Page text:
The Black-capped Chickadee is one of our most common and popular backyard birds. These small, plump, black and white birds have short bills that are used like hammers to peck open seeds as large as sunflower seeds and reveal the inner kernel. The Black-capped Chickadee is named for one of its most identifiable features, its black head feathers which extend from its bill to the back of its head, giving it the appearance of wearing a black cap. This contrasts sharply with the white cheeks, whitish underparts and buff sides. The only other species of chickadee that you can see in Nova Scotia is the Boreal Chickadee which has a brown cap, black bib, and rich brown sides.
Boreal Chickadees spend most of their time in coniferous forests but will occasionally visit back yards during harsh winters, to eat suet. Black-capped Chickadees prefer living in mixed or deciduous woodlands and urban areas. The Black-capped Chickadee's call is frequently heard and can easily be identified as it sounds as if it is saying its name, "chick-a-dee-dee-dee".
Black-capped Chickadees are known for their ability to find food. This, combined with their amicable personality is probably why other species can often be found travelling with them. Always look closely at any flock of chickadees visiting your property, you may spot a Brown Creeper, Downy Woodpecker, or Golden-crowned Kinglet.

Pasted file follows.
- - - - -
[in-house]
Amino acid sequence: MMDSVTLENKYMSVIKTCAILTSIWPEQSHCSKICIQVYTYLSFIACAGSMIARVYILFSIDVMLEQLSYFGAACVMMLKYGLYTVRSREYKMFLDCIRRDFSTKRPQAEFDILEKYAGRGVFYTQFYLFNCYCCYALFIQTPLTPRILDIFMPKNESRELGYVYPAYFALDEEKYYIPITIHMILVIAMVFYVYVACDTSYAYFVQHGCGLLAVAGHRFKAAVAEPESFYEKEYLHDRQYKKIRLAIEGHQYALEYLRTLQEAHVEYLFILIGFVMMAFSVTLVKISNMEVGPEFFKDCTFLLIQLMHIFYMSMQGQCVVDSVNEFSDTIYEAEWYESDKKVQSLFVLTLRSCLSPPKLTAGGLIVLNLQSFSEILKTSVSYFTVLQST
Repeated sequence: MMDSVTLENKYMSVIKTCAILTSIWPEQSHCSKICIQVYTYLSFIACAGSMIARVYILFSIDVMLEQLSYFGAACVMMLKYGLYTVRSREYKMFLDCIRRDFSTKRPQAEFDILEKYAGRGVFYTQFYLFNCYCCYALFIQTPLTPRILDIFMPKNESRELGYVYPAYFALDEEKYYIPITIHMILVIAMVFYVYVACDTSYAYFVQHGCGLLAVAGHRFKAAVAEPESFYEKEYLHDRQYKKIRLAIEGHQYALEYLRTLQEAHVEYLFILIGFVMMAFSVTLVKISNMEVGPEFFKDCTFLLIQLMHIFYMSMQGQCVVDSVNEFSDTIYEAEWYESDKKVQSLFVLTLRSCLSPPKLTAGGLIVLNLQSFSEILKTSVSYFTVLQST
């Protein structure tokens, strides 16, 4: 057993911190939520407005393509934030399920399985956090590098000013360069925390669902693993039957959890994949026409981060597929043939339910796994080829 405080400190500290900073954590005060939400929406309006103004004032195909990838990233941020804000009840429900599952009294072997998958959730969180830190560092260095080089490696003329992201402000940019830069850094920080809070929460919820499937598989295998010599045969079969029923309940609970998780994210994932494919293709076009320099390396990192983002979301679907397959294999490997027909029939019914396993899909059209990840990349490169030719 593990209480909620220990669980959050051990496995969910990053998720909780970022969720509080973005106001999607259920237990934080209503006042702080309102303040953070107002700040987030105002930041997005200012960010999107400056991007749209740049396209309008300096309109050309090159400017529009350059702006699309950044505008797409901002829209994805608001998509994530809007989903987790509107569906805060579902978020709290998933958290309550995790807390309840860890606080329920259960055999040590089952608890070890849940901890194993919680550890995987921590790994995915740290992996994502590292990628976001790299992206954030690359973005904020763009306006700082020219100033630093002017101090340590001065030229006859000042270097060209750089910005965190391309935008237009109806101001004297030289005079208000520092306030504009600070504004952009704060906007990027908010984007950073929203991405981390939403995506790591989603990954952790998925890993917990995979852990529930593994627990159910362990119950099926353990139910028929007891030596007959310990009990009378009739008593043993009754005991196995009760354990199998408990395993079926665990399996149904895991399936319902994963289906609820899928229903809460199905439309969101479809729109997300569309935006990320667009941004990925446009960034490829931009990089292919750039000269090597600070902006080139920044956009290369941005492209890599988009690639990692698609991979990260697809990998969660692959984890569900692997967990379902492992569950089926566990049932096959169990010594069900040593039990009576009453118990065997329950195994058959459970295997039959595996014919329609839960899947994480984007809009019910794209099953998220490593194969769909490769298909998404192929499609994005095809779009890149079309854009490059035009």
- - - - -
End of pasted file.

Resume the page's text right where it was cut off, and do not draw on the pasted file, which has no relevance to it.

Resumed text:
You will notice that the chickadees will usually appear one at a time at your feeder, take a seed, then leave. This is because each flock has a hierarchy - an order in which each bird takes its turn. If a chickadee arrives at a feeder out of turn, watch for a brief squabble to break out. With a bit of patience, these friendly, good-natured birds can be taught to take sunflower seeds directly from your hand. It can be a truly special feeling when a bird this small places that amount of trust in you. If you don't believe me, check out these photos!